Sunday, March 22, 2009

Charleston picture, painting the house and trees

Here is the lower right hand corner of the Charleston painting. I have been working that up over the last day or so. If you click on the image you will be able to see it enlarged enough to study the brushwork. Pretty much everything here is painted with a visible brushstroke. The name that describes the various ways this might be done is paint handling or just handling, which sounds cooler . In my work I almost always keep a visible brushstroke. It makes a lot of sense for a landscape painter.

There are no brushstrokes in nature. There is a sort of handwriting in visible brushstrokes and that can give a painting style. Thinking the visible forms into brushstrokes involves practiced decision making. When you are making decisions about nature, rather than just taking orders from it, you are painting with a style.. There are many more things which can contribute to style, I don't mean for you to think that brushstroke is the only way. There are many painters who have no visible brushstroke that have lots of style. Style can be defined as decision making leading to a painting that could only be made by the hand of one particular artist. ( I am making this up as I go along,you know, and I may refine this definition further, but that will do for now, it puts out the essential idea anyway).

There is another reason why a visible brushstroke makes sense in landscape painting. It is a method of simplifying the enormously complex. A brush stroke is a pixel. That is, it is a unit, a sort of brick out of which the painting is made. Nothing smaller than that unit is described. So it enforces a broader look onto a painting. Okay, in practice there are little things you might want, and sometimes you put them in. But if you do too much of that you lose the effect.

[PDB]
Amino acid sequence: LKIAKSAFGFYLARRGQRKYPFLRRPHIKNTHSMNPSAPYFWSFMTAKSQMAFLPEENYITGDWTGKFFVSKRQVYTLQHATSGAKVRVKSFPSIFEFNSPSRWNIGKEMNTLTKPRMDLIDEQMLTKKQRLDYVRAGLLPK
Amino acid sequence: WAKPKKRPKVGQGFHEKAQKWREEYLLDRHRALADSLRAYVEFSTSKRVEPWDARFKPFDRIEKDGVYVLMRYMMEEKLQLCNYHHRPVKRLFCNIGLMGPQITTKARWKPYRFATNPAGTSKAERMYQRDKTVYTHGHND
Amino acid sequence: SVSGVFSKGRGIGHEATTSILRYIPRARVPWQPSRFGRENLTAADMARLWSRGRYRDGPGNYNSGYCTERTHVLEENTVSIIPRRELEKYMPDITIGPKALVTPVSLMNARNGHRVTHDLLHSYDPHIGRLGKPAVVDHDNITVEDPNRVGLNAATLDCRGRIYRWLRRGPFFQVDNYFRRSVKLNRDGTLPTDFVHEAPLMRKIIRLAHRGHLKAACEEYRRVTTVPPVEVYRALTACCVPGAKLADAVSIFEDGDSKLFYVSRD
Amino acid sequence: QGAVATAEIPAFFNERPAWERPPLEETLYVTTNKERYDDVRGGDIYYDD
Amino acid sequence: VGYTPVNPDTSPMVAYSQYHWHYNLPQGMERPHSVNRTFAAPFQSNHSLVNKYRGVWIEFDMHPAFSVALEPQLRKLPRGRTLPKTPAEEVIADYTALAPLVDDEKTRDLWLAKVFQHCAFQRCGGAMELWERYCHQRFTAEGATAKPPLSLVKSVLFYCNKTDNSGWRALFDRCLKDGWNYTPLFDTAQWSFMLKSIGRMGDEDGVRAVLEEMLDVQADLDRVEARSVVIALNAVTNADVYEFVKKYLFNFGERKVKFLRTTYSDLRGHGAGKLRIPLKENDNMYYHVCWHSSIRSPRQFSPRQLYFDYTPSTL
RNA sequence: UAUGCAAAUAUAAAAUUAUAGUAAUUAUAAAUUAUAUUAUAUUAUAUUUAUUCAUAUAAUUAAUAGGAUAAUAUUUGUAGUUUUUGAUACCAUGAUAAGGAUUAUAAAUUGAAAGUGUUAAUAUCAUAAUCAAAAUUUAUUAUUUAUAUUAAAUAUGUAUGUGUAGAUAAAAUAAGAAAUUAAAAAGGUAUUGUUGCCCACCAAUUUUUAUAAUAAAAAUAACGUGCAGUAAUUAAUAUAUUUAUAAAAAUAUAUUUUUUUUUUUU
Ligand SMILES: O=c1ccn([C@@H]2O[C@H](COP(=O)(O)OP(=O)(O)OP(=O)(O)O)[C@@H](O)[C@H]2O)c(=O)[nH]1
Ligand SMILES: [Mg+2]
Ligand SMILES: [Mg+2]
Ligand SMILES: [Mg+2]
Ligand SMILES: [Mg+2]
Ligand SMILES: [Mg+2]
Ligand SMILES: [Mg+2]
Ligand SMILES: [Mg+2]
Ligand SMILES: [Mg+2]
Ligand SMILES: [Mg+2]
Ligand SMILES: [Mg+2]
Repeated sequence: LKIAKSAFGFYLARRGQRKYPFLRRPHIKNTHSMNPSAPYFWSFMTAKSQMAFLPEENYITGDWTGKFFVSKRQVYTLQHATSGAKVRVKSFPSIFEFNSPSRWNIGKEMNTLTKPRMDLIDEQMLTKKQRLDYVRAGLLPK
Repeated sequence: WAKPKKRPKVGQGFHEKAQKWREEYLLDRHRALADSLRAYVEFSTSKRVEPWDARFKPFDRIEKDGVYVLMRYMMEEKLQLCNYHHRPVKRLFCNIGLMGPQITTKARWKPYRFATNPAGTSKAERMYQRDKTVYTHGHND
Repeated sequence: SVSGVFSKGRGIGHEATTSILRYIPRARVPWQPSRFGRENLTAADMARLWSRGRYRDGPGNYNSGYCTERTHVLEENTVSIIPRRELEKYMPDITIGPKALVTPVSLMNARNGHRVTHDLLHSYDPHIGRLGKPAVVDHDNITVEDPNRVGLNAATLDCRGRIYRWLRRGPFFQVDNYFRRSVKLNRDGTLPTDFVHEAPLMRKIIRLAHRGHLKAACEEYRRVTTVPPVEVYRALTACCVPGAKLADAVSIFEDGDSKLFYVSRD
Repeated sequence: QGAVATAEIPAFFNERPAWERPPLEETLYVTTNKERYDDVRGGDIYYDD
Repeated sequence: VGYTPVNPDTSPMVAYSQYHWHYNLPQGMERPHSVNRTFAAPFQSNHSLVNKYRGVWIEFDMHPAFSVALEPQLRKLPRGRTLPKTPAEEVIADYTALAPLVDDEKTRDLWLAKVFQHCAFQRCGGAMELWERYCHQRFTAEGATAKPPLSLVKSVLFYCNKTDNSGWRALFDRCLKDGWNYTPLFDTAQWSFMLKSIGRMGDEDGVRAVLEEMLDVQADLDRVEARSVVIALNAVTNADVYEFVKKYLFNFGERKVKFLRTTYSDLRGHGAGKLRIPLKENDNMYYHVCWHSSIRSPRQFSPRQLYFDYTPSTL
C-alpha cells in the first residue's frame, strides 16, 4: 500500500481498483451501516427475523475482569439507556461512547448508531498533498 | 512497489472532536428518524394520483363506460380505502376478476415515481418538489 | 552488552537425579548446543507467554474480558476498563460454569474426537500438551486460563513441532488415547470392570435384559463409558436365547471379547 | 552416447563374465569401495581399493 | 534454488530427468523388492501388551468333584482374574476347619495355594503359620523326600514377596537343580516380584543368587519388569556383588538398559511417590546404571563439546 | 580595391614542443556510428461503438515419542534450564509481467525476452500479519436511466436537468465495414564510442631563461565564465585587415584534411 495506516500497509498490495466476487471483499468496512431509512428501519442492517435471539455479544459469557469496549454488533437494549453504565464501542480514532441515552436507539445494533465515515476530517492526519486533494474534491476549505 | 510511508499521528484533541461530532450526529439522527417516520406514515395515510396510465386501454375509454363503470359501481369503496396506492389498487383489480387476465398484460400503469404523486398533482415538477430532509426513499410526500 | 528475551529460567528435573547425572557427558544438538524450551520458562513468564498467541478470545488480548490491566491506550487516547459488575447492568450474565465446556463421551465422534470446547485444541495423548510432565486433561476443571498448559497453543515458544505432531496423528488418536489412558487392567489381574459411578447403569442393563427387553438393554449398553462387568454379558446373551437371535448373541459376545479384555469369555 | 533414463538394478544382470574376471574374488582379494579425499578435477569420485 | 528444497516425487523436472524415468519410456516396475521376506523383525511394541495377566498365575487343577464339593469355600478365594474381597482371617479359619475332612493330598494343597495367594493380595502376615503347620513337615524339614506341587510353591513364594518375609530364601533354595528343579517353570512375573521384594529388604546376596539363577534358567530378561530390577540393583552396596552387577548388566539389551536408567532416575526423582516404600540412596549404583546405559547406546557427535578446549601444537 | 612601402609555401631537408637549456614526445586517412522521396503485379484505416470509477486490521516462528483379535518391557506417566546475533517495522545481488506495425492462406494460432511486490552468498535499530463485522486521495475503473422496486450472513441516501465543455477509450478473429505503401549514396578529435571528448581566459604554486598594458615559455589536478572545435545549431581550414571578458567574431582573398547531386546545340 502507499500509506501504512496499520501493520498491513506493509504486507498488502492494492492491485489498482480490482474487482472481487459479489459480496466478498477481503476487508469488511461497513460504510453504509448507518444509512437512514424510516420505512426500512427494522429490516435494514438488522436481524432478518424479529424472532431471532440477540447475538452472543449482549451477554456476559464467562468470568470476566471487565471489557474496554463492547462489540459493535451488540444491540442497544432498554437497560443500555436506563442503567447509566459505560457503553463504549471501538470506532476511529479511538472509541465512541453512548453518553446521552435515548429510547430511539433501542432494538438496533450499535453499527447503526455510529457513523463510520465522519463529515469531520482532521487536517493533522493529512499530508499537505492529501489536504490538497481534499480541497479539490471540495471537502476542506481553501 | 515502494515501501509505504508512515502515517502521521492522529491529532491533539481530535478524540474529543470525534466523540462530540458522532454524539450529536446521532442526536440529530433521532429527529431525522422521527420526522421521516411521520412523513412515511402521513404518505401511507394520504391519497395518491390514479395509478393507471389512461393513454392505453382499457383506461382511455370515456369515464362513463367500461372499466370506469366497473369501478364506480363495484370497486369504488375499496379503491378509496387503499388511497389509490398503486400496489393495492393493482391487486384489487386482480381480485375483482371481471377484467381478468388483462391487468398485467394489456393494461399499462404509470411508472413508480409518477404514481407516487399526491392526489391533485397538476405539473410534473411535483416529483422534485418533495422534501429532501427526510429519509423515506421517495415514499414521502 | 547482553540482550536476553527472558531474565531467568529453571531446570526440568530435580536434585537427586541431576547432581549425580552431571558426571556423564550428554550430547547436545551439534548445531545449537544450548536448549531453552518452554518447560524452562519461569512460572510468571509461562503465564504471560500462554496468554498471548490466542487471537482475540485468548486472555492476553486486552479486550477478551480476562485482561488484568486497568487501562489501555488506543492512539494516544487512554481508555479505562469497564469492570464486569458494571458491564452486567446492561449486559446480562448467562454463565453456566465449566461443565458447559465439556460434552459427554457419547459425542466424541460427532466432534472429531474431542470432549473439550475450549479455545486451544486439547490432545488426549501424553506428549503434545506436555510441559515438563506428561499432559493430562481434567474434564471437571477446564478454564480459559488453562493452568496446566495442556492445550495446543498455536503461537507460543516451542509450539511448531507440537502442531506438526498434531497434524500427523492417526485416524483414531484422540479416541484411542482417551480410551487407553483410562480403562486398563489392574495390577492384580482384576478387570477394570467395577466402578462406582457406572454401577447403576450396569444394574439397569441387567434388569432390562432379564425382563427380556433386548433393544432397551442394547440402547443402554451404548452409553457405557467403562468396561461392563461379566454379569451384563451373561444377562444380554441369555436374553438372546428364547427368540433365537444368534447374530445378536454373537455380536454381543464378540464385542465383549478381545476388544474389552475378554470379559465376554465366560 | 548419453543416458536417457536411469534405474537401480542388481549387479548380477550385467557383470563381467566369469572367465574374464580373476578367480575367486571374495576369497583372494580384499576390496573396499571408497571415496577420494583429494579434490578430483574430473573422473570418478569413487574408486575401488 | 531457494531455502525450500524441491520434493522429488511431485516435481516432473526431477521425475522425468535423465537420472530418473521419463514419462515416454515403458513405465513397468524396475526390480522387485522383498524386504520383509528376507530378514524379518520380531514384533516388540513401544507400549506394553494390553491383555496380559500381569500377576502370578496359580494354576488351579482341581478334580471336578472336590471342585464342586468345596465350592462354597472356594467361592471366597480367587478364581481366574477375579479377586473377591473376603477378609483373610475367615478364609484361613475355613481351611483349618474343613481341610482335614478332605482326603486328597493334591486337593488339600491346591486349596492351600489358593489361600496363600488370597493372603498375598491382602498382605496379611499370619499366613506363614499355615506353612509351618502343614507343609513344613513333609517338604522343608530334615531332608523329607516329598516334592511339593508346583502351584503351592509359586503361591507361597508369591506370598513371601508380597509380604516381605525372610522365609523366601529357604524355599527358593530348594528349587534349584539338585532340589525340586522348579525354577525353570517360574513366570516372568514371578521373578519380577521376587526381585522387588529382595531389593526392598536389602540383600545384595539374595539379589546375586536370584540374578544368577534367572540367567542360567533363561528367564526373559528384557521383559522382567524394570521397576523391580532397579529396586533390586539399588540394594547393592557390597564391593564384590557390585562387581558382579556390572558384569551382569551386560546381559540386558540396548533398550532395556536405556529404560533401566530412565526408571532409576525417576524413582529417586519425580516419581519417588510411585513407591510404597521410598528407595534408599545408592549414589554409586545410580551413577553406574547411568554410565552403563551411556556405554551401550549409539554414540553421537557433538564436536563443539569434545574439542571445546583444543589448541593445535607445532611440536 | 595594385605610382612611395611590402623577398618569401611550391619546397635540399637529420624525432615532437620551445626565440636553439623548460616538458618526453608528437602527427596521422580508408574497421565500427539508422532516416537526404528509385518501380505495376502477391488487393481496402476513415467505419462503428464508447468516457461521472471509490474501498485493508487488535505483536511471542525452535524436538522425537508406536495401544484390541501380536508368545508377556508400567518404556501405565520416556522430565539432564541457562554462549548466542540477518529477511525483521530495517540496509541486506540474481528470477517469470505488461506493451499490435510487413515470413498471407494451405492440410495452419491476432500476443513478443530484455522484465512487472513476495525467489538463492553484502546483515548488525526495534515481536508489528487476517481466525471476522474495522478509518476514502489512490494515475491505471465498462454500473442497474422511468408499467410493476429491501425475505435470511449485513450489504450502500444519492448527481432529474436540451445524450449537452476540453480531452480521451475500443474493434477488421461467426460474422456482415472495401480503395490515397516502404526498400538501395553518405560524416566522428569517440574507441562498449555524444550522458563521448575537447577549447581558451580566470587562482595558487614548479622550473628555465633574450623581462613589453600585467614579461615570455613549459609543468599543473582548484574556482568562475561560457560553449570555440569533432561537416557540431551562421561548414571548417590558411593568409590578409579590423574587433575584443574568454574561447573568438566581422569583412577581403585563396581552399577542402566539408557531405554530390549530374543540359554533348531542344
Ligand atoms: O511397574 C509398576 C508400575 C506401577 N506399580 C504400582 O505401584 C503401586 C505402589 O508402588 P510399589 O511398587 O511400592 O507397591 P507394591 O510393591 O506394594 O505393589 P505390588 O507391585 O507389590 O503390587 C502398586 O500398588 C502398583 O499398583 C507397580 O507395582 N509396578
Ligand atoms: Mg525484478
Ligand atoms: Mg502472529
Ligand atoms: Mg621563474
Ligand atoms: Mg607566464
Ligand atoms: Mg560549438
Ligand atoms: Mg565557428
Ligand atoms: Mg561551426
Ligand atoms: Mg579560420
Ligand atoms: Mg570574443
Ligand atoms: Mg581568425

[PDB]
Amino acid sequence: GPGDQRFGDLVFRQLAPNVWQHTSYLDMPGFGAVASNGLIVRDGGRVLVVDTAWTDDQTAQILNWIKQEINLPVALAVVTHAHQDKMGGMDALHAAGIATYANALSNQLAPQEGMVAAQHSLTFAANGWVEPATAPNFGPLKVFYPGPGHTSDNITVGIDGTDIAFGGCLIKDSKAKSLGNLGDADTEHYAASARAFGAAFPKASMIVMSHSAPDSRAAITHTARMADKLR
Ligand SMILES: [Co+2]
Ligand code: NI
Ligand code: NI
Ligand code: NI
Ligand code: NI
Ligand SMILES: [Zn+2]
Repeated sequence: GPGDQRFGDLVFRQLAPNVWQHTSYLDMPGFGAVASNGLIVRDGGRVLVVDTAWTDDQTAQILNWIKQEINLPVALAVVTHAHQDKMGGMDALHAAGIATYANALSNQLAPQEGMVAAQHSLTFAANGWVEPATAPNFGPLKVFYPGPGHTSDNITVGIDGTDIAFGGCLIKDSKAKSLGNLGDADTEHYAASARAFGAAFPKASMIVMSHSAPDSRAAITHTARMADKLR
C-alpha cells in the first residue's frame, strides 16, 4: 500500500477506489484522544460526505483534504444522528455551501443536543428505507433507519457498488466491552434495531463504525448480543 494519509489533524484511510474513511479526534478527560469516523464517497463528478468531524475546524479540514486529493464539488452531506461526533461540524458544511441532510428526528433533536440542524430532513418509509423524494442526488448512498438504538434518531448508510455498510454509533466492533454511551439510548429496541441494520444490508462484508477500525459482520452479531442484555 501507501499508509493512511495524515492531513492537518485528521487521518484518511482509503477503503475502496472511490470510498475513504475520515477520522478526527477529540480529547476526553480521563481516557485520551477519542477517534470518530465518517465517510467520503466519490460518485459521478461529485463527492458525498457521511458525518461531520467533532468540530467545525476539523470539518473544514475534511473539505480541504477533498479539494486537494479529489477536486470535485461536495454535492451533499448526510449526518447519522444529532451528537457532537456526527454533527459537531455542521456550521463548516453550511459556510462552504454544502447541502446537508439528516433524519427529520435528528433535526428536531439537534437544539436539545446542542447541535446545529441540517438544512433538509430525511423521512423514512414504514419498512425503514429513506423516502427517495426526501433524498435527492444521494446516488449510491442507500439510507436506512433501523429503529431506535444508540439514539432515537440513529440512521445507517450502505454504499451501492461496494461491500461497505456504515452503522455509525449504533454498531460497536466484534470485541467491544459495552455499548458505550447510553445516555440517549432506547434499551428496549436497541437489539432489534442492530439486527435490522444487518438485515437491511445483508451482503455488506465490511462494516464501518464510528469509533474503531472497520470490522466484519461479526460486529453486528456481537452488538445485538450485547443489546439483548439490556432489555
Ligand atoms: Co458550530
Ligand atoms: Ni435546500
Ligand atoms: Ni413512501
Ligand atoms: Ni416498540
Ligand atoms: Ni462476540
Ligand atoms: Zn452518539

In this painting I have different sized brushstrokes, some are like grains of colored rice and others are slabs of paint. When I first lay in a painting outside with a big brush, I will joke to my companions that I am throwing hamburger sized chunks. What I mean is I am making real big marks, each the size of a hamburger. I will refine these chunks with a smaller brush later, but if you are working on a 30x40 outside you have to be able to get the thing on the canvas efficiently. I need to get the entire painting roughed in so I know my big design is working.


JAMES A. COOK said...

I have to go back and ask my question about the MARCH 16th post when this painting was first started.
Looking at the painting you brought back from CHARLSTON, with all that negative space in the sky, I wondered how you were going to finish it. WHAT TYPE OF CLOUDS would you paint, and it's design. When you get a painting to this point what goes through your head in your decision process when deciding what type of clouds to paint? What rules do you follow?
Also , did you drive down to south Carolina to paint just for four hours and then drive back? It is incredible how during this blog you are able to paint this CHARLESTON painting so quickly.


Stapleton Kearns said...

I was actually in Charleston for almost two weeks. The post that showed me making the painting step by step Thursday, March 5, was posted in real time as I was there working to make art for Ella Walton Richardson Gallery.

I brought the 24x36 marsh painting home with me unfinished, and I am finishing it here and will mail it back down there soon.
I think you can see by looking back at the demo,that I had only the vaguest idea of what I intended to do with the sky. I really become an abstract expressionist when I do skies.It is an exercise in design. However once I get a handle on the arrangement, I try to get the look of clouds. I have a mental list of the qualities different clouds exhibit learned from painting lots and lots of them, both indoors and out. I mostly just push a sky around until it works and then try to get some finish on it without losing it.

I will do posts on clouds and skies, however I want to post on design for a while as I am trying to deliver this nearly endless blog in a logical progression. ...Stape